How the DOE Handles Abuse, and Inappropriate Behavior

Written by Megan Finnegan Bungeroth on . Posted in Breaking News, News Our Town Downtown, Our Town Downtown.


After a string of sexual abuse cases in New York City public schools have come to light in recent weeks, some parents are calling into question how the DOE handles these instances.

“Parents are really angry, and rightfully so,” said Noah Gotbaum, a Community Education Council (CEC) member for District 3 and parent of children who graduated from P.S. 87, where a paraprofessional allegedly sexually abused a student.

Gregory Atkins, 56, was arrested Feb. 10 on charges of sexual abuse against a student at P.S. 87. Atkins had been working as a paraprofessional at the school since 2008. The victim reported the behavior, and on Feb. 3, Atkins was removed from the school, according to a letter Principal Monica Berry sent to parents.

Atkins was arrested, a 2006 letter from the DOE’s Special Commissioner of Investigation surfaced, detailing what was determined to be Atkins’ inappropriate behavior toward a young male student at his previous school, M.S. 322 in Upper Manhattan. No one at P.S. 87 had seen this letter, and parents are up in arms demanding to know why.

“There’s a lot of anger, obviously—anger primarily because of that 2006 report that wasn’t put in [Atkins’] file,” said Rebecca Levey, co-president of P.S. 87’s parent association. “There are a lot of questions about what the processes are at DOE, why the principal wouldn’t have access to that.”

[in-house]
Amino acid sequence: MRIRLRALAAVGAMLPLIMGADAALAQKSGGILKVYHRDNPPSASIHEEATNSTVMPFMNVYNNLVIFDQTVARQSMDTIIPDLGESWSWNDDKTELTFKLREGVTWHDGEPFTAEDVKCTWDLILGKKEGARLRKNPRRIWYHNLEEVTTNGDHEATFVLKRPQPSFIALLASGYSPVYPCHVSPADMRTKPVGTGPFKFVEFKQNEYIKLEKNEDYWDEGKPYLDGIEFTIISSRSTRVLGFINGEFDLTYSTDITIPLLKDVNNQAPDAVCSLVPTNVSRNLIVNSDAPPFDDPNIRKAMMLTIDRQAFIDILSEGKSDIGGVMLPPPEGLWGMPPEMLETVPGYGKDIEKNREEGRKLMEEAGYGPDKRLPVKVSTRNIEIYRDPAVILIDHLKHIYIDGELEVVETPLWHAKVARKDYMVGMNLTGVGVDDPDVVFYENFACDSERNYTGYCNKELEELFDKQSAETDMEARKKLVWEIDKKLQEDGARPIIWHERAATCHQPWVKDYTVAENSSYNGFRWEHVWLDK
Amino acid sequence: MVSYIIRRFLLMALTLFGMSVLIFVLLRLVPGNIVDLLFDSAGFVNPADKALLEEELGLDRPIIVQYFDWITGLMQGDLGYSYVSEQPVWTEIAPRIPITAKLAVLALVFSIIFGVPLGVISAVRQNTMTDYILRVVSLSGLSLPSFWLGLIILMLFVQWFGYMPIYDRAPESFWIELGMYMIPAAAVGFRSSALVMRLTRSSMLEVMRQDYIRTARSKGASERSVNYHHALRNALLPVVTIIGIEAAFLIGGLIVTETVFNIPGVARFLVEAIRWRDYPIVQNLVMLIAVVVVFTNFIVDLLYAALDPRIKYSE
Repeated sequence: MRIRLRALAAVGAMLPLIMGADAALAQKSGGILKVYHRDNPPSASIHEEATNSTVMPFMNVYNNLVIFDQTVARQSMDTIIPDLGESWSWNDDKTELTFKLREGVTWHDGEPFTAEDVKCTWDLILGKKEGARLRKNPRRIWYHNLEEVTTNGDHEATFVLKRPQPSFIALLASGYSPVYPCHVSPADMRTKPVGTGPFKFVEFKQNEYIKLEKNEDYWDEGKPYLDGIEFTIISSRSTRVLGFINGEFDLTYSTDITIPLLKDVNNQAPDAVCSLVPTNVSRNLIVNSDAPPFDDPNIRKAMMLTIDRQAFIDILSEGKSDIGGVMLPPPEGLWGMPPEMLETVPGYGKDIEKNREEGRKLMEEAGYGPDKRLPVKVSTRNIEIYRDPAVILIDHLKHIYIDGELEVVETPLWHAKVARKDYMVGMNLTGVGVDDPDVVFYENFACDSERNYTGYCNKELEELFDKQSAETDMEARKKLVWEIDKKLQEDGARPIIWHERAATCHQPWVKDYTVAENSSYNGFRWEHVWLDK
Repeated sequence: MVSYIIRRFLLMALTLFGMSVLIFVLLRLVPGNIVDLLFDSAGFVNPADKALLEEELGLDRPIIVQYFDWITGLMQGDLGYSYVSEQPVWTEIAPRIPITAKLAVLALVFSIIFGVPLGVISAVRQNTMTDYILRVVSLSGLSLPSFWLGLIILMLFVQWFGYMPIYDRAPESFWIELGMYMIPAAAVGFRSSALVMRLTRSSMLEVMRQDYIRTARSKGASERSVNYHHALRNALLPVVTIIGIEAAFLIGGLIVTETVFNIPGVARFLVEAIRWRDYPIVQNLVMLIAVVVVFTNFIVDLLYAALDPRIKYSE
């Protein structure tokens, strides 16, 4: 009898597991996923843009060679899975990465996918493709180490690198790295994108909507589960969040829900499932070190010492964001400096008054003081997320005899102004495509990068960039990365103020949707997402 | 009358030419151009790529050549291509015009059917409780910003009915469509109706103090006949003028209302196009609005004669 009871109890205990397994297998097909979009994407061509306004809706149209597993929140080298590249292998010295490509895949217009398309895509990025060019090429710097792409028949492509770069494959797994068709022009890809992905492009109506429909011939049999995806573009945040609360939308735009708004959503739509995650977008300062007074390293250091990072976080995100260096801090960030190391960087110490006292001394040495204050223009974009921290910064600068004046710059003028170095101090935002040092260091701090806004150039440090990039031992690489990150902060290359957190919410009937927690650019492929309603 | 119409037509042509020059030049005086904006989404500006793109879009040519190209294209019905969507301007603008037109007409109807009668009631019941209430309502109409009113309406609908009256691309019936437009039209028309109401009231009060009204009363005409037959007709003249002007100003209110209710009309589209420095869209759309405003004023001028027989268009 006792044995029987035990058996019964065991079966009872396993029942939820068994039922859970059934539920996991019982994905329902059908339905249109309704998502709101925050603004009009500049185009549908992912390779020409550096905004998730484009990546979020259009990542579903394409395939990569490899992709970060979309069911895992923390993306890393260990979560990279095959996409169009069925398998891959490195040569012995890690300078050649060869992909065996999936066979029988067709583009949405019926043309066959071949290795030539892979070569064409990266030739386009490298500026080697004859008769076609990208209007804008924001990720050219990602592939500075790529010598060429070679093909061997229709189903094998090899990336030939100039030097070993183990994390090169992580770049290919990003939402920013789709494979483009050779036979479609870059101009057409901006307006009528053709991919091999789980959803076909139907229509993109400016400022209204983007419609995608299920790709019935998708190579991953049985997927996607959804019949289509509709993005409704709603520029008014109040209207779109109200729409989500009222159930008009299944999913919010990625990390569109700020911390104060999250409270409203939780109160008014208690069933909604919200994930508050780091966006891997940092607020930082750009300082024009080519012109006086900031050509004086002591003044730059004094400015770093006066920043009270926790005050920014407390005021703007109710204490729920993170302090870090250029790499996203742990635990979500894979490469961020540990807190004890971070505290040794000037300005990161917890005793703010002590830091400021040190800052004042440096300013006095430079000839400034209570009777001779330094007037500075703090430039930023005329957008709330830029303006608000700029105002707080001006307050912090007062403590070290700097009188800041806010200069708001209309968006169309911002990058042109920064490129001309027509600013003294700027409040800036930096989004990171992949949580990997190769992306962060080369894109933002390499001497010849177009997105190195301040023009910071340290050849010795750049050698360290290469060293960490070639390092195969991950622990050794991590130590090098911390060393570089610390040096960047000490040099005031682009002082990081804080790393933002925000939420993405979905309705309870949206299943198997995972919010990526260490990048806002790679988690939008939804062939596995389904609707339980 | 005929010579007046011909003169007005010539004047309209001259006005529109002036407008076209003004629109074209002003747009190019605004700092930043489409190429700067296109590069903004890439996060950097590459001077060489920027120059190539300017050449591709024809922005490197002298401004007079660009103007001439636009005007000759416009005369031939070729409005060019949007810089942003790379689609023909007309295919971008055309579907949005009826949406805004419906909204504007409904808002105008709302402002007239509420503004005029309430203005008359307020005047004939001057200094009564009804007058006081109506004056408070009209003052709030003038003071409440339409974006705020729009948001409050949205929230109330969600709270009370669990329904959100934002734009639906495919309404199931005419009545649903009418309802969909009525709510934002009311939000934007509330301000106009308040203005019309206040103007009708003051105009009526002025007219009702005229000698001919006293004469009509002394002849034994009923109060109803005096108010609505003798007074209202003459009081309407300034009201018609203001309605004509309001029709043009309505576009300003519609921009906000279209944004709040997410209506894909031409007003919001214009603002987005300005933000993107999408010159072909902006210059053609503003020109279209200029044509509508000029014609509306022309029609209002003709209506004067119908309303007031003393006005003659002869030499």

The principal of M.S. 322 at the time reportedly delivered a verbal warning to Atkins but did not choose to place a letter in his permanent file.

How Atkins came to work at P.S. 87 is unclear. The DOE insists that since he applied for a transfer and had seniority as a paraprofessional, the P.S. 87 principal who preceded Berry had no control over who came to the school. The United Federation of Teachers disputes that and points to its paraprofessional contract, which states that paraprofessionals may apply for transfers and that the head of the school to which they apply makes the hiring decision. In Atkins’ case, however, no one would have known about his past at M.S. 322 because no record existed in his professional file, and that’s what has local parents irate.

Gotbaum said that at a recent CEC meeting, parents wanted to know how the DOE determines what sort of behavior warrants termination and what warrants a simple reprimand. The DOE has said that their hands are tied by what the Office of Special Investigations recommends, but that they train their employees to recognize inappropriate behaviors.

“The Office of Equal Opportunity goes into schools regularly to conduct trainings for teachers and other school-based employees. We provide in-depth training concerning appropriate conduct in the workplace between teachers and students, including sexual harassment, unwanted touching and unwanted contact,” said DOE spokesperson Deidrea Miller in an email.

“We emphasize during the trainings that the focus is not on the teacher’s intent but whether the conduct or contact would make a student feel uncomfortable,” Miller said.

Some parents are pushing for more specific guidelines that would have clearly red-flagged Atkin’s behavior.

Upper West Side Assembly Member Linda Rosenthal said that as a result of this and other recent allegations of sexual abuse in public schools, she and other legislators are looking into ways to put tighter regulations in place at a state law level.

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